Measuring influence is hard. It’s more than just Twitter followers, reTweets, and mentions – influence has many dimensions.
The Social Influence Smackdown
While researching these companies, I asked myself, “How different are the results? Is this easy? Or is it hard? And if these three companies got into a fistfight, who would win?”
Today I’ll look at how these three companies stack up on some influencer identification tasks:
Heat 1: How Influential is Matt Gratt?
I started with the easiest question: How influential am I? (The answer is ‘Not Really, At All.’)
Let’s see what our players came up with:
Outreach Level: 6 of 12
It appears that I’m most influential on PeerIndex. I believe these scales are logarithmic (not absolutely certain – doesn’t seem to be in the documentation), not linear, so with a little math, we can make an apples to apples comparison:
Heat 2: How Influential is Aziz Ansari?
Aziz Ansari is a famous and incredibly funny actor and comedian, best known for playing Tom Haverford on Parks & Recreation, Randy in Funny People, and appearing in Flight of the Conchords, I Love You, Man, and many other entertaining programs. He is also really, really good at Twitter.
85 of 100
74 of 100
Influence: 988 of 1,000
Outreach Level: 6 of 12
Now this ranking begs the question, “What does it mean to be influential?” For example, if Aziz Ansari tweets he has a new comedy special, I’ll buy it immediately. However, if Aziz (for some strange reason) decides to start a display advertising platform, I would not be moved by his endorsement.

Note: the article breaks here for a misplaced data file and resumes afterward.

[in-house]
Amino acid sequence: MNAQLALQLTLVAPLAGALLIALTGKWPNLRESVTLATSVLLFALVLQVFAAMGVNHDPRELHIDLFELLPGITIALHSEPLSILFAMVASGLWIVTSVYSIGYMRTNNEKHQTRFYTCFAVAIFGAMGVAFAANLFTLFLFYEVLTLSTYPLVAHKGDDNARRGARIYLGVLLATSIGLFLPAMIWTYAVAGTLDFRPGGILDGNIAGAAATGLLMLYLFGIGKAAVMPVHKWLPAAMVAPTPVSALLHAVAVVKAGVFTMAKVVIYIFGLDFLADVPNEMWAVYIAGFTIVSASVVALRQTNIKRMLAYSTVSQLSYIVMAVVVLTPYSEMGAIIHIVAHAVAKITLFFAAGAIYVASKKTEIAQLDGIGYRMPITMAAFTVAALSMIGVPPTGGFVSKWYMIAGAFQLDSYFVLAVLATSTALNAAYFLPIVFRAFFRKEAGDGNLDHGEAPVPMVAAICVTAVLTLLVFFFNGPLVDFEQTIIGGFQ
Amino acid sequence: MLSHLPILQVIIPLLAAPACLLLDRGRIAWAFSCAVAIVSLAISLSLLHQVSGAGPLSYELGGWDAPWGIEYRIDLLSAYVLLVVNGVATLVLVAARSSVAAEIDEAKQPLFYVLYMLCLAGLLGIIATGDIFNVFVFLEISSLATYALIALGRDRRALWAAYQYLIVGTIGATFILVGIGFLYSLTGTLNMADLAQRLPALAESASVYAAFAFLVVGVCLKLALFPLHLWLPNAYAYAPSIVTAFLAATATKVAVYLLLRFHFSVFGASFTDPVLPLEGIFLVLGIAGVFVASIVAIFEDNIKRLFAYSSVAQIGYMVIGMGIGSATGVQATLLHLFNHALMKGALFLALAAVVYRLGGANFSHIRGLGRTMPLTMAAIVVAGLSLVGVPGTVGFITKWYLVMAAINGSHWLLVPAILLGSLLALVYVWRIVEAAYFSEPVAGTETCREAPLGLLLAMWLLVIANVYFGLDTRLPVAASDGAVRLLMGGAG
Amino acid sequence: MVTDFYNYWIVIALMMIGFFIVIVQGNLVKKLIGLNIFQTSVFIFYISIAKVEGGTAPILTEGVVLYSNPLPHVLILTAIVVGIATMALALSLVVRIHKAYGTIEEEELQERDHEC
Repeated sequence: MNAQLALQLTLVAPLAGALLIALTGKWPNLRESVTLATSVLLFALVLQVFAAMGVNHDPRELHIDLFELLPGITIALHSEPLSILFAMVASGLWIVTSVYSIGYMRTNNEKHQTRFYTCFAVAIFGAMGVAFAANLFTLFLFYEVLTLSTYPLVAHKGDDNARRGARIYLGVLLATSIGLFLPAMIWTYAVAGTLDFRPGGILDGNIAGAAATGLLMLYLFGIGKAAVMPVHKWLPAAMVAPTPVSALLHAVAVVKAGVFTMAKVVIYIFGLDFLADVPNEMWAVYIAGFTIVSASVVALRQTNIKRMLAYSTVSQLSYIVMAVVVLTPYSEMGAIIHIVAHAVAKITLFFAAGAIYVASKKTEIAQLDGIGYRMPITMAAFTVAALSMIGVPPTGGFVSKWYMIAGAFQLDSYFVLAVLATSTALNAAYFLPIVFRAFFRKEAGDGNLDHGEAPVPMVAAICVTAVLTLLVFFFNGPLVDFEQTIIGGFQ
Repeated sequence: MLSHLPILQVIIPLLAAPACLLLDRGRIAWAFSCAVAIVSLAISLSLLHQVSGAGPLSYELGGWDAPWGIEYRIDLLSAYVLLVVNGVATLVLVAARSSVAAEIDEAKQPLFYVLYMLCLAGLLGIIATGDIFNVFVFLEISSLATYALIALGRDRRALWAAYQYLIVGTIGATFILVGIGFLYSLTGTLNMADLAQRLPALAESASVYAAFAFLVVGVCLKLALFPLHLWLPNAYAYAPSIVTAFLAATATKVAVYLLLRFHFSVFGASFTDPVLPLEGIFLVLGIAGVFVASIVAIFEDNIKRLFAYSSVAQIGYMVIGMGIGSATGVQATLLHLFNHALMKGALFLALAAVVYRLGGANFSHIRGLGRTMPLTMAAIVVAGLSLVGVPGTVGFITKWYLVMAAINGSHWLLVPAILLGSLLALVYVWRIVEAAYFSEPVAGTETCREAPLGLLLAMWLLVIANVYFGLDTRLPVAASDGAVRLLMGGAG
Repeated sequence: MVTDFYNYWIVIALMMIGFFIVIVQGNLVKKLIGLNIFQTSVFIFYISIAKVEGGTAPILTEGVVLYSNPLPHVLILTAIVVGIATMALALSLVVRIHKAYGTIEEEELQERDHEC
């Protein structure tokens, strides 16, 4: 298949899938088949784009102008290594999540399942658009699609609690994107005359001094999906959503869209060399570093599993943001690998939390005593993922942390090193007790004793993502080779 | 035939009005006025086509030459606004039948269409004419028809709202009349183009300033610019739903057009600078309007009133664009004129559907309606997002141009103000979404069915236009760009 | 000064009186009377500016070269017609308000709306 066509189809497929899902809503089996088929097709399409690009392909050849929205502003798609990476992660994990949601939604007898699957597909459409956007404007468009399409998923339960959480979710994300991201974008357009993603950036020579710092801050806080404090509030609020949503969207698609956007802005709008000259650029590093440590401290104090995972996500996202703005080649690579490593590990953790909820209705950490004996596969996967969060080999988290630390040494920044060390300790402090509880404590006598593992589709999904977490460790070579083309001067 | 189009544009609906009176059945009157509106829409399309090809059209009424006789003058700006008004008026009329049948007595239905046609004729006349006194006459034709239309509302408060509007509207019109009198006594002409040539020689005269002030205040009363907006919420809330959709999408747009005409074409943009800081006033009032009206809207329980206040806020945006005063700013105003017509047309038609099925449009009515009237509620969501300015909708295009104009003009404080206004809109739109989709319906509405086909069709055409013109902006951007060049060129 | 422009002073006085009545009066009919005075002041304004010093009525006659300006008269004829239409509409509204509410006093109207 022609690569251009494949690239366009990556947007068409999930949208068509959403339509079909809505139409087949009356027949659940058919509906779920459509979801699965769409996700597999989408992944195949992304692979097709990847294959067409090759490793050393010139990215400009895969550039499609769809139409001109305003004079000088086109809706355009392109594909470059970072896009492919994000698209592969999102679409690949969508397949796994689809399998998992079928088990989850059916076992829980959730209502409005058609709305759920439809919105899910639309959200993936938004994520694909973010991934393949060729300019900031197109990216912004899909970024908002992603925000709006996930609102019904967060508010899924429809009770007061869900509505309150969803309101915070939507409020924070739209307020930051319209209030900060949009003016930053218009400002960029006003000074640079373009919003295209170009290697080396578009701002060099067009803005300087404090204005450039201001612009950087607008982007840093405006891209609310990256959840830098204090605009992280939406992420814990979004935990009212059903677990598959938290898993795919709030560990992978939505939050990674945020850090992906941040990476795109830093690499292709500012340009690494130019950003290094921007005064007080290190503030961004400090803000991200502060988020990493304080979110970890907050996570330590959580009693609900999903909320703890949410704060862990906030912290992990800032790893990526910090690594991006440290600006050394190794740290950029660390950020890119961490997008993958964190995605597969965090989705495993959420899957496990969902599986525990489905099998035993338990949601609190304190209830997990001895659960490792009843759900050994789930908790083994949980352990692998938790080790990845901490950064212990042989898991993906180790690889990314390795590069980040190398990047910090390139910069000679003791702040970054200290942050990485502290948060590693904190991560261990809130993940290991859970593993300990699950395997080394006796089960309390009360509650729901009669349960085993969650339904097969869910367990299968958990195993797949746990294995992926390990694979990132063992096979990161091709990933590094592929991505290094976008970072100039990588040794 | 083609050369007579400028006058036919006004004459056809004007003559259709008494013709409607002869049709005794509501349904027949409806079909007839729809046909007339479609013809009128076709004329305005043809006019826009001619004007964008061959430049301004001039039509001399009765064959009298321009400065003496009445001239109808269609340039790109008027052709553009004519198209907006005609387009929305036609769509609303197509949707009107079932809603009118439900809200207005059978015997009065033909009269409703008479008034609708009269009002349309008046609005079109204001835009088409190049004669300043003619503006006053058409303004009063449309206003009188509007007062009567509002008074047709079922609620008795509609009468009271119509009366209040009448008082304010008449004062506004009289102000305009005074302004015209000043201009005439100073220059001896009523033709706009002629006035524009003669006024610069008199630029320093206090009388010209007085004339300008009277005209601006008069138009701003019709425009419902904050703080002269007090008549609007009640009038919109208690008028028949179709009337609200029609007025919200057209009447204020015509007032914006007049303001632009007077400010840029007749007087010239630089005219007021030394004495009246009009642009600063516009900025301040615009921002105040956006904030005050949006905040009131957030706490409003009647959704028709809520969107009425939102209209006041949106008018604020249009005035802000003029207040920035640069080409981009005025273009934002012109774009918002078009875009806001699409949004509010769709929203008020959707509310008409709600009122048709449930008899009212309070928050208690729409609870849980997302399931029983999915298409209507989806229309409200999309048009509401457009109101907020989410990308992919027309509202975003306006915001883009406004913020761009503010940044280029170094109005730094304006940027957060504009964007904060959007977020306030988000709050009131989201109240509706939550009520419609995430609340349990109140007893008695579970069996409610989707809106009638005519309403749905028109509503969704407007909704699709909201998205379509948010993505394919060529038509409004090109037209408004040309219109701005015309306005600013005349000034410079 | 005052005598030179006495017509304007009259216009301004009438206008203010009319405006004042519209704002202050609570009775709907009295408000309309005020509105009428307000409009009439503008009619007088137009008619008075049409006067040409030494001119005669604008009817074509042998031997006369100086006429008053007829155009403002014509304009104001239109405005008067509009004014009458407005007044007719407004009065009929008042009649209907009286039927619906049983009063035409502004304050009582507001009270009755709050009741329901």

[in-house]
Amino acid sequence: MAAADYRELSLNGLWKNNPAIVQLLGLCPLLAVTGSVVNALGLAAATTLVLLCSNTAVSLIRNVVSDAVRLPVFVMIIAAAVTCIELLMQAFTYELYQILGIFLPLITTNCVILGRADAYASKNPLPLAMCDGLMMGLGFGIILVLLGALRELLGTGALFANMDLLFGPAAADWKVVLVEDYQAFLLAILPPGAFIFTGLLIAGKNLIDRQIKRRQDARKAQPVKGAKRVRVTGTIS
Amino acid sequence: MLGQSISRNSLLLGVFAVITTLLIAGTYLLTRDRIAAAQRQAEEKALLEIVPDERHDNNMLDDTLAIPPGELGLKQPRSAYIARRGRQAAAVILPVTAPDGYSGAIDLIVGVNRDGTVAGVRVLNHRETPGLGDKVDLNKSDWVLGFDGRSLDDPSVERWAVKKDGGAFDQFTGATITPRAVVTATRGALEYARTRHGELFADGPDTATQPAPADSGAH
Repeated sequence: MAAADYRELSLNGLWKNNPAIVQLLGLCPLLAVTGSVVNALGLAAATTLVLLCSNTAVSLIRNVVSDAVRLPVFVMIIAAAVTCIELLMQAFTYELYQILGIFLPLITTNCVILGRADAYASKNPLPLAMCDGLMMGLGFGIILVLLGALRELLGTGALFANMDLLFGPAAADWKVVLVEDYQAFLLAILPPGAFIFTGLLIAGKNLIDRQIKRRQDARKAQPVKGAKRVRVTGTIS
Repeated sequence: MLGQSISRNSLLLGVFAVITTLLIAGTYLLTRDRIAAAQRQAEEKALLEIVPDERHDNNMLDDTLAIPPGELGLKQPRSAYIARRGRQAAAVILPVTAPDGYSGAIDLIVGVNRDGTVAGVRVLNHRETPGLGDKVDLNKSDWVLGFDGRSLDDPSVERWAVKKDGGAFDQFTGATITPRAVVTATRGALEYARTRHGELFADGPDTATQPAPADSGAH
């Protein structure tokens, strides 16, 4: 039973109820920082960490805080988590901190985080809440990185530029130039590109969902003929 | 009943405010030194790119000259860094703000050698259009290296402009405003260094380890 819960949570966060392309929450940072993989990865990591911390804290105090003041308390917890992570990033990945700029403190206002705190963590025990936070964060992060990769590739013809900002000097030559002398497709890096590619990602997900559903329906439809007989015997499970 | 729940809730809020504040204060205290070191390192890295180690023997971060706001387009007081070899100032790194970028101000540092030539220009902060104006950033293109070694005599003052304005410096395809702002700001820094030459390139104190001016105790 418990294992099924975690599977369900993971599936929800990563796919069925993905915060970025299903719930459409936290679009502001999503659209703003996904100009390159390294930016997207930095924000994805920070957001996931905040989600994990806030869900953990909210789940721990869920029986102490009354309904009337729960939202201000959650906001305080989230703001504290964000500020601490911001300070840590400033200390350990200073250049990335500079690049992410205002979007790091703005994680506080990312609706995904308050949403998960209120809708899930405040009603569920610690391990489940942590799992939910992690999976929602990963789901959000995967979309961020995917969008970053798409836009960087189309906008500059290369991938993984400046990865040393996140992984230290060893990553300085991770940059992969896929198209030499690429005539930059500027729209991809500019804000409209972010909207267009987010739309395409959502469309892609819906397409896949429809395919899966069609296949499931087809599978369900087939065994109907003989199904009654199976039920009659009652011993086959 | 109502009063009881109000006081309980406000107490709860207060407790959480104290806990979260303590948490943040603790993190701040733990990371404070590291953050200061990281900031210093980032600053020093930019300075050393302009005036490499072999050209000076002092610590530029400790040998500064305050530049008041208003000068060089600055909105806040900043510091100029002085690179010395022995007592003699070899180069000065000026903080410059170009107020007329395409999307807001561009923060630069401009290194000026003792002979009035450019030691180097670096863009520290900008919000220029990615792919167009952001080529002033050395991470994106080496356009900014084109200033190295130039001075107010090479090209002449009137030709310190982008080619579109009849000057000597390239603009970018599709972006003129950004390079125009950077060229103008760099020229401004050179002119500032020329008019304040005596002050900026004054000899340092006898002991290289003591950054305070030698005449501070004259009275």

Heat 3: Who are the Most Influential People in Business Intelligence?
In this heat, I’m using a business case: Who are the most influential people in business intelligence? If I ran marketing at a BI company, who should I build relationships with?
Klout produces a list of ten influencers. In a quick analysis of the ten influencers, 4 were vendors (either marketers at vendors or corporate accounts), 2 were consultants, 1 was an analyst, and 3 seemed to have no relevance to business intelligence. So in that search, 3 useful results were obtained.
PeerIndex doesn’t have topic pages – they have these ‘coming soon’ pages.
To get a Kred page, I had to search on the hashtag #BusinessIntelligence. Then I got this page back. Using the same rubric as before, I see two analysts and eight others who appear to have no relevance to business intelligence.
Note I didn’t use any of the companies’ paid products in this test – I only used their free versions. I understand their paid versions are more robust, particularly at influencer identification.
As you can see, while this tool category is rapidly developing, we’re still far away from reliably sourcing influencers from social media data alone.
Thanks for reading- What’s your favorite social media influence assessment tool? How do you use it?